MRSA Infection (cont.)
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MRSA Infection Risk Factors
Risk factors for getting MRSA include playing contact sports, sharing towels or other personal items, having any condition that suppresses immune system function (for example, HIV, cancer, or chemotherapy), unsanitary or crowded living conditions (dormitories or military barracks), being a health care worker, and young or old age. Almost anything that leads to breaks in the skin (for example, scratches, abrasions, or punctures) will increase infection risk. MRSA carriers (people colonized by MRSA bacteria but who are not symptomatic) can pass the bacteria without knowing it. Hospitalized patients are at risk of having health care workers accidently transfer MRSA between patients. Unfortunately, hospitalized patients usually have sites (for example, IV lines, surgical incision sites) that are easily contaminated with MRSA. Consequently, direct contact with MRSA organisms on surfaces or on infected people are the highest risk factors for getting MRSA infections.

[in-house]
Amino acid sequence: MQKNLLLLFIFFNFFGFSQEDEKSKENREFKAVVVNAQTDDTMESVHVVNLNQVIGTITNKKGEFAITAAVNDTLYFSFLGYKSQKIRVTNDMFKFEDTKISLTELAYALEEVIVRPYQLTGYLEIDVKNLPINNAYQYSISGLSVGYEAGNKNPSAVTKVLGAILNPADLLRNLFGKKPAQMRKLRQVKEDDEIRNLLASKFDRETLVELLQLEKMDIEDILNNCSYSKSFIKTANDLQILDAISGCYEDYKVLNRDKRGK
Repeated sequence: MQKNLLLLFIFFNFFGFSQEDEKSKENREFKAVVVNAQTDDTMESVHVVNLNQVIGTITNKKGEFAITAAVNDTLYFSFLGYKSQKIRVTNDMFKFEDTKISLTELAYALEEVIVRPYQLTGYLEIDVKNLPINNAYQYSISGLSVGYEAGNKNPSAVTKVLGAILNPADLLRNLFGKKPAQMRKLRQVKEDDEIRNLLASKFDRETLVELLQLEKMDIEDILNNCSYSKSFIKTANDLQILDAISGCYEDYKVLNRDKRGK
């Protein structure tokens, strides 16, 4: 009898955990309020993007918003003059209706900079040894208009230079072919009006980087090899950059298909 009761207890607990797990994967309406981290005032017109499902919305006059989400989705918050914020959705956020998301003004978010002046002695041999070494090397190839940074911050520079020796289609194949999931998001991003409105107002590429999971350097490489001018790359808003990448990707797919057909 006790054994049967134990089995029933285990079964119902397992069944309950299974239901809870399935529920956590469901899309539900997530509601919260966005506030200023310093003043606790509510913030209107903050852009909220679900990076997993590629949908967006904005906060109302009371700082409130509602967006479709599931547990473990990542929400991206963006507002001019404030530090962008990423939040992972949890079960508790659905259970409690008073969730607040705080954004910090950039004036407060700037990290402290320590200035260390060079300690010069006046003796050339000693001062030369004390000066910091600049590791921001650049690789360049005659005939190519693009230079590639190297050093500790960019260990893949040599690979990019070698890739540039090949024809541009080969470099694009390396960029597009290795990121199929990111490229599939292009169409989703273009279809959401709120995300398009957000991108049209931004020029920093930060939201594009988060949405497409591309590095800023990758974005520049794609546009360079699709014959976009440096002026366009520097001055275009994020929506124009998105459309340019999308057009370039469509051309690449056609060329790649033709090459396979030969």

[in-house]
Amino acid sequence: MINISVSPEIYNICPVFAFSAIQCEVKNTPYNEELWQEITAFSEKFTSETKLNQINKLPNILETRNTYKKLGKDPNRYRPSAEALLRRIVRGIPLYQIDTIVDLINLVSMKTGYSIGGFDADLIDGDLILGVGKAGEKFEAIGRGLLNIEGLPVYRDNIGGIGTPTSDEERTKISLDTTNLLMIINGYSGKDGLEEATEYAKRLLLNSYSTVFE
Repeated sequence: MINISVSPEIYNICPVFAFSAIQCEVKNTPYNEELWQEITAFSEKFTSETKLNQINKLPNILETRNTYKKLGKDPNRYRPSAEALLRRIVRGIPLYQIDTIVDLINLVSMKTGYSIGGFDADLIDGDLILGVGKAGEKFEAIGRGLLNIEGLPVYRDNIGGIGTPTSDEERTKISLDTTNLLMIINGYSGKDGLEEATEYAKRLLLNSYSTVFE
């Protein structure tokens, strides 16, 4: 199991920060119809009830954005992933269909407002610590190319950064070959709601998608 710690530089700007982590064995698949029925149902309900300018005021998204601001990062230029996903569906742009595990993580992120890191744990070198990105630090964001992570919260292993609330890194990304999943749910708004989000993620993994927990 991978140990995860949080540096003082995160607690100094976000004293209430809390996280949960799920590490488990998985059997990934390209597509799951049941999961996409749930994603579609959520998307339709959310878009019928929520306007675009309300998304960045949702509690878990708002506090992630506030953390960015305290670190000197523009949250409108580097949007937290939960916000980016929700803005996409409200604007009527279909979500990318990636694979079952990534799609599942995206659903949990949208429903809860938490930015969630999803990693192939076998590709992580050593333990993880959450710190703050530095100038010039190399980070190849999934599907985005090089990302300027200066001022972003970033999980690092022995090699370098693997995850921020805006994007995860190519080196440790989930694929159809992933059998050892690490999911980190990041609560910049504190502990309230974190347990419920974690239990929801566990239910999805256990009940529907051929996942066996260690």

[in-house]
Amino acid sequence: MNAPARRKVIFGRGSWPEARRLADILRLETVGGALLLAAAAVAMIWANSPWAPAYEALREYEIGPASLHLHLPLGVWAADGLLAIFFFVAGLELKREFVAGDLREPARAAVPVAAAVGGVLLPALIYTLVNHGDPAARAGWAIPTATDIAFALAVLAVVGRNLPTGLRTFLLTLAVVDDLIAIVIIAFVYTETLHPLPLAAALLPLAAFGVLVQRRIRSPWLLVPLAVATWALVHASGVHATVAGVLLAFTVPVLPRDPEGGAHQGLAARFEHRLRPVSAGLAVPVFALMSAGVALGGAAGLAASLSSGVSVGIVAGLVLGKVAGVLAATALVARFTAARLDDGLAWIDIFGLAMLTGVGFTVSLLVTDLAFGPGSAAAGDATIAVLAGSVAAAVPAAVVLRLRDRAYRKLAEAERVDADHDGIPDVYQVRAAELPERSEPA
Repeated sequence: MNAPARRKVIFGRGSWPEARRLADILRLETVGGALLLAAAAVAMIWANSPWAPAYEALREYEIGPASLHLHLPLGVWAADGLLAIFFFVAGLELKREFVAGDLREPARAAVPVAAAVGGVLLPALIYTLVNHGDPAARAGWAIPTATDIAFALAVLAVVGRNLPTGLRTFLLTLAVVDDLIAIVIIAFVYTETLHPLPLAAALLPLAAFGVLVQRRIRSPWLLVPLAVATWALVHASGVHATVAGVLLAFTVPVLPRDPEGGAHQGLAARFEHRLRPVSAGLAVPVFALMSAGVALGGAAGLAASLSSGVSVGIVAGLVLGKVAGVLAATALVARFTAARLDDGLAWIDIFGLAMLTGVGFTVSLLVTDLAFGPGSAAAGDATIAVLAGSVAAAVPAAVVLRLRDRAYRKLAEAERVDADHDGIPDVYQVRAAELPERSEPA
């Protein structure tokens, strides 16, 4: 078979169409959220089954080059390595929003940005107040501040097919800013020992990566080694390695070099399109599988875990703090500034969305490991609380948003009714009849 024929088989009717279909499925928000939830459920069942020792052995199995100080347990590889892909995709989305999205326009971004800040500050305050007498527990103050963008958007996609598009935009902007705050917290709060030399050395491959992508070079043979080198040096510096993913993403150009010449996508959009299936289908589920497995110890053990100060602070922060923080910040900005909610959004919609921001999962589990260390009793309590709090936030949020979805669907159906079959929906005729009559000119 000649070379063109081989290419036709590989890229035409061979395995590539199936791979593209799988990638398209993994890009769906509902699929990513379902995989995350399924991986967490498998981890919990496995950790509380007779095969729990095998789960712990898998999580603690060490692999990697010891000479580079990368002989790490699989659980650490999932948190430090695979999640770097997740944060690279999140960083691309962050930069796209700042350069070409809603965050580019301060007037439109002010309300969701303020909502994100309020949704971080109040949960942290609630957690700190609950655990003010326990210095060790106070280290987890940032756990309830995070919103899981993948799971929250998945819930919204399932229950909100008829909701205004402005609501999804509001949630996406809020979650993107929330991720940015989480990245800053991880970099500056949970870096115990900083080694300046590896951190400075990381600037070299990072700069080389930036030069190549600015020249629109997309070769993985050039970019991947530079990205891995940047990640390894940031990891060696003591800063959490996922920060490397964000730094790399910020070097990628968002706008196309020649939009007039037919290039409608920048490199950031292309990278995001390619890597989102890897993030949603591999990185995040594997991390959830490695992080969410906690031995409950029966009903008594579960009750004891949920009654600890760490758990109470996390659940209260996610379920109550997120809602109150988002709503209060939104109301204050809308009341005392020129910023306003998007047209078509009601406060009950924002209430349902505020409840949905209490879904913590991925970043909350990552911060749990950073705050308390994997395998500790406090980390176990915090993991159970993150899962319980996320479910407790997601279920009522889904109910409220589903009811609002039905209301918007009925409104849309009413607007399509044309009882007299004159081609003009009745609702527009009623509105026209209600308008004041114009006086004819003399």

Medically Reviewed by a Doctor on 11/5/2014
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